Indigo is Fat.

15 out of 10. Fat is great.
Also, being your own weight is 15 out of 10. You’re fantastic as you are.
Pairs well with whatever kind of drink you want. I support your life choices, as long as you support mine.
Content Warning: Disordered Eating, Ableist and Fatphobic slurs at a child. 
At Woodhull, I attended a panel called “Health at Every Size,” which addressed fatphobia in the sex industry (as it is in all industries). The room was filled with folks assigned female at birth, and 2-3 cis men. We were invited to share our experiences of when we first felt our bodies were wrong.
Now, I want to address disabilities before I go on. No one in that room spoke to disabilities. The speaker was not disabled, and so did not feel qualified to address it. Though that is a conversation that needs to be had, it was not the focus of this room. I have no disabilities, so I cannot speak to that issue, and would not presume to do so. 
So many folks raised their hands and had a story that involved a parent or a family member. So many folks had stories about friends. Not one person who shared a story mentioned being over the age of 14. The youngest was five. I’m not a scientist. This was not a scientific study. But if you put 30 folks in a room and they have stories from 5 to 14, I believe that’s called a depressing range. The average age of “feeling fat” for the first time was 9. That means that nine-year-olds across this country are being socialized to hate themselves.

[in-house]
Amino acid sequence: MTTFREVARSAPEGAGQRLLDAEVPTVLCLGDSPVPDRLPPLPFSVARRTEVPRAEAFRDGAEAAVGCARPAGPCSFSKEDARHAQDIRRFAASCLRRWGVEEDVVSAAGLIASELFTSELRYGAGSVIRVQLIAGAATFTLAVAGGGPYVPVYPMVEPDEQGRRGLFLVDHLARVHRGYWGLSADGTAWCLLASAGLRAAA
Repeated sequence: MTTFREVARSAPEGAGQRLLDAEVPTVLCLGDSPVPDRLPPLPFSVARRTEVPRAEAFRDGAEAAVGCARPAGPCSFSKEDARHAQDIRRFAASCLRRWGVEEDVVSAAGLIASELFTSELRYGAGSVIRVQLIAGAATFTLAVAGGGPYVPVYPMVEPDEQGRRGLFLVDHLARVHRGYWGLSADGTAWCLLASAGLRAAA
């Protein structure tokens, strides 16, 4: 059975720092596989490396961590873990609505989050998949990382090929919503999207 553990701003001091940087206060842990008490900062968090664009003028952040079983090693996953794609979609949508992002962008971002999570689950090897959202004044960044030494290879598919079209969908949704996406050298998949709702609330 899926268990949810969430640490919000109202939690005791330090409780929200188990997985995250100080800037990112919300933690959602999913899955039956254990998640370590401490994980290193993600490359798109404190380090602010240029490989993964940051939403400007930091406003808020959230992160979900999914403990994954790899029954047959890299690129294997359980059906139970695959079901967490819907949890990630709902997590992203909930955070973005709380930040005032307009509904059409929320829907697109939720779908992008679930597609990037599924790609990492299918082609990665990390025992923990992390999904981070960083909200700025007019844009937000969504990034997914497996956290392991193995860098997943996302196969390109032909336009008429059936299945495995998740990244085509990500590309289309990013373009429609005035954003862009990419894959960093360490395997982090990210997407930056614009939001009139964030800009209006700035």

I will tell my story. At the age of 9, I was in my fourth grade classroom and I scratched my stomach. It raised my shirt a little and a classmate saw it. I felt her judgement from that moment, but it was ignored politely and we moved on. Later that day, another classmate came up and said “I heard Human A saw that you pulled up your shirt and there was just fat.” There was such clear disgust in her voice, and I suddenly realized: I am fat. And because of that, I am morally less than everyone else. I lied about the whole thing, and I didn’t make eye contact with my peers for a week. One full week of isolating myself because I was fat. Let me remind you again: I was nine. years. old.
This story was repeated in various ways around the room. “My parents,” “my sister,” “my friends,” “my loved ones.” All of us feeling in our bones the crushing weight of our scales.
One Christmas break, I spent a week not eating. When I was hungry, I would drink a bottle of water and play an exercise-based game. I lost 10 pounds in that week. I was cold for a month after and I shook constantly. With no one around to help me, I was taking my health and throwing it away. Until last year, I would have told you it was the best week of my life. Because I had will power for one whole week. I lost weight for one whole week. I wasn’t willfully fat for one whole week.
Somewhere along the way, I lost my ability to care. I can’t tell you how or why. I don’t really have a life-changing moment. But I know that it was fucking hard. I felt like I was giving up something important. I felt like I was playing into the hands of a devil. I felt like accepting my body made me a bad person because I was fat. In our society, being fat (or okay with fat) is ethically wrong. I scrambled to please my mother, who still thinks I’m a crazy fat idiot. And the memory of my long-dead father, who I can still remember yelling at 6-year old Indy for eating food.